As for liquid handling, we haven't made a purchase yet, still just demoing every instrument available. The QIAgility and EP5073/5075 are our top contenders so far, but neither has performed as well as we wanted during the demo. We're currently working with Qiagen and Eppendorf to resolve those issues so nothing has been decided yet.
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Old 09-02-2013, 06:31 AM   #10
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Hmm! Those two weren't even on my radar screen. Did you look at the Caliper machines or the IntegenX Apollo system at all?

What are your thoughts about the Qiagen and Eppendorf machines?
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Old 09-02-2013, 06:49 AM   #11
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Just from looking at the webpage for the Apollo, that system doesn't do liquid handling, so it wouldn't be on our radar. We tested a Kingfisher because I had talked with some people and read on this forum that it was better for things like AMPure cleanups than the liquid handlers, but we would only be using it for that step and thus it's not worth it for us when setting up 384 well PCR plates with unique indices is more critical of a step in our workflow.

Caliper I didn't think makes any liquid handling systems. Perkin-Elmer, their parent company, makes the Janus system I know, but that's designed for higher throughputs than we need.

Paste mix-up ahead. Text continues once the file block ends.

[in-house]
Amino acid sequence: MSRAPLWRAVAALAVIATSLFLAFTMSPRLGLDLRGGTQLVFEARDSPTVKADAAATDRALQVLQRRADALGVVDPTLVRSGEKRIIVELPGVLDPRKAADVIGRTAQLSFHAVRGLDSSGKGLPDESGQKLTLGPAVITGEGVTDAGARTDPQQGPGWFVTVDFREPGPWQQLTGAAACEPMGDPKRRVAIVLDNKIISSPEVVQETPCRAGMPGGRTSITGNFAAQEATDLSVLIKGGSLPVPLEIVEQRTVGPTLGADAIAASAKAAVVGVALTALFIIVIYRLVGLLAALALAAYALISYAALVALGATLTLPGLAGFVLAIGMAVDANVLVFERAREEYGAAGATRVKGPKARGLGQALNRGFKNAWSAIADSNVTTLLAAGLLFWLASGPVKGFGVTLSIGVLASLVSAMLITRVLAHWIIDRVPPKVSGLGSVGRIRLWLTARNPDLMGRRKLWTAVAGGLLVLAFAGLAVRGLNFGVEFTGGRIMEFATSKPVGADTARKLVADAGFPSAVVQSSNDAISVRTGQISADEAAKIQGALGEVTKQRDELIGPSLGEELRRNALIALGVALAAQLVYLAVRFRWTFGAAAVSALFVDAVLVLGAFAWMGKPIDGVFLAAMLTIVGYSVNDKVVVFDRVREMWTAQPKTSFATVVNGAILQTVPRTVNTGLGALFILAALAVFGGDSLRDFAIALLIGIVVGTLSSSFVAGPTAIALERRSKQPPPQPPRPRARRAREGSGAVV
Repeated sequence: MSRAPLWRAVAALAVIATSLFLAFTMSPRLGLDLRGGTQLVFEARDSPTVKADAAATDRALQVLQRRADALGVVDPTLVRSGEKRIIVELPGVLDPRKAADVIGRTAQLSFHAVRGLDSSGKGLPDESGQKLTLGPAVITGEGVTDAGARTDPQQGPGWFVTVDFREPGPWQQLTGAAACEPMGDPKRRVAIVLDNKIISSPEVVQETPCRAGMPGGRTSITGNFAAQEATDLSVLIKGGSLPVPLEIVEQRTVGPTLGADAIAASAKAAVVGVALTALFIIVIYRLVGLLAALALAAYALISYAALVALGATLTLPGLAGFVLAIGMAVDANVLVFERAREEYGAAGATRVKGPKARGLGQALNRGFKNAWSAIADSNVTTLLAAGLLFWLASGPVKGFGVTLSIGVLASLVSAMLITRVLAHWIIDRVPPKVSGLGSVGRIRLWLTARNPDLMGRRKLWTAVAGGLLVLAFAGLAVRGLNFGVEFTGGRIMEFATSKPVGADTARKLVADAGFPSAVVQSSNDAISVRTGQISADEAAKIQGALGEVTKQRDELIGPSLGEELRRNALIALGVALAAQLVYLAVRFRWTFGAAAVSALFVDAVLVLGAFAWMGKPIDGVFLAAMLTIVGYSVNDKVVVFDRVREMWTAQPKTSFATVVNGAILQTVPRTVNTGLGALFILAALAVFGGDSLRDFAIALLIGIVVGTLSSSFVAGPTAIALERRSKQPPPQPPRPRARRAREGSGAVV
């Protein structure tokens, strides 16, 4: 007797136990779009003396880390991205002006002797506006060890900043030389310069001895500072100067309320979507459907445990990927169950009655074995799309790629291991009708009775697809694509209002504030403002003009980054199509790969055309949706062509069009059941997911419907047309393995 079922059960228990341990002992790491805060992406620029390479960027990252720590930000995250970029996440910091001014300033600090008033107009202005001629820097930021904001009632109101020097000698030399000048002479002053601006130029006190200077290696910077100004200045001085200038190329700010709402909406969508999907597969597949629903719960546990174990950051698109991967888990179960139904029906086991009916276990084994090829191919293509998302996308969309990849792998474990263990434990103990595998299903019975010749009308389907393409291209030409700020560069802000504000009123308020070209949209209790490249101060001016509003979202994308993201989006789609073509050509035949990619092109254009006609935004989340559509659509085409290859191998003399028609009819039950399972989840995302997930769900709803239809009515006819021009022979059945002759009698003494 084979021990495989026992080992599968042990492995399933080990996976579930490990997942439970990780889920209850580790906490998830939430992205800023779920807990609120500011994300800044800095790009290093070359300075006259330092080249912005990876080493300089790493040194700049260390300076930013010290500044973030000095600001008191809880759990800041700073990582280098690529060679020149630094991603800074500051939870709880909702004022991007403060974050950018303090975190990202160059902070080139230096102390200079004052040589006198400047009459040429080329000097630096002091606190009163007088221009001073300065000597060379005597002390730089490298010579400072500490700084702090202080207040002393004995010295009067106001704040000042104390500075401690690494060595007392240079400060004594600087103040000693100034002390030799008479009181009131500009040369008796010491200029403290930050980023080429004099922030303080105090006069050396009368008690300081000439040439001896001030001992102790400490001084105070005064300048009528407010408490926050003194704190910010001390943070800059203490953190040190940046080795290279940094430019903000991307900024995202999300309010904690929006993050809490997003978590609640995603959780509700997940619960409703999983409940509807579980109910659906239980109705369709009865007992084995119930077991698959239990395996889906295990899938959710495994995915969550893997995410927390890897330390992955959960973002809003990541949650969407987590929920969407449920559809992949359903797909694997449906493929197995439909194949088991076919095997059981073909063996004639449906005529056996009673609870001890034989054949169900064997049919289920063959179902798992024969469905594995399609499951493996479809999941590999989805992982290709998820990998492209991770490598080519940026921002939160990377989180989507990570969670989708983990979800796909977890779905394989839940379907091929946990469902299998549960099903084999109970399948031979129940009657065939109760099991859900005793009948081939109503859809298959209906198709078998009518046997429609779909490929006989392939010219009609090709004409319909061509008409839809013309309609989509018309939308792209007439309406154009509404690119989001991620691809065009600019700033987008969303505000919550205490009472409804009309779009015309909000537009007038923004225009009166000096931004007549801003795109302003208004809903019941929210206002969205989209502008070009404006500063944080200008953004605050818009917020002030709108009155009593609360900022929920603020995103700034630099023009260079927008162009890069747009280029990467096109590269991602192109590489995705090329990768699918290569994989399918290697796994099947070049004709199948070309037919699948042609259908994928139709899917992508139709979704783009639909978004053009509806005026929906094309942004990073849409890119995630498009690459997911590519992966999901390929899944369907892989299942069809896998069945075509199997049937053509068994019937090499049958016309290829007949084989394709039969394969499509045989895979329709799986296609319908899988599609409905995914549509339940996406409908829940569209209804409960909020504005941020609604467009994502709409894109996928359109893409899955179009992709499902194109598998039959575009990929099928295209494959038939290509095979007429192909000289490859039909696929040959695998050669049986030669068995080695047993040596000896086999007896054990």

The main reason we've been looking at the QIAgility and EPMotions are because of their flexibility compared to systems like the Kingfisher and because we're a small in-house facility that won't (hopefully) be accepting outside work then we don't need and can't justify something like the Janus.
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Old 09-05-2013, 06:27 AM   #12
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Default liquid handlers

Other liquid handlers you might want to check out:

Caliper Sciclone NGS
Hamilton
Agilent Bravo
Beckman FxP

- Genohub
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Old 09-09-2013, 02:29 AM   #13
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Genohub kindly mentioned the Biomek FXp, which is perfect for high throughput library construction.

Just thought I would butt in and mention the Biomek 4000. If you are considering liquid handlers in the EpMotion budget range then the B4K is the closest Beckman Coulter liquid handler. We already have prewritten methods for our amplicon cleanup and size selection chemistries (AMPureXP and SPRISelect). You can see more here

http://www.bclifesciences.com/automa...ish/index.html
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Old 01-27-2014, 11:00 AM   #14
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The Q800R system is a new alternative to a Covaris device. It offers higher throughput and costs much less. In addition, its compatible with all sequencing platforms including Illumina, Life Tech, Raindance, etc...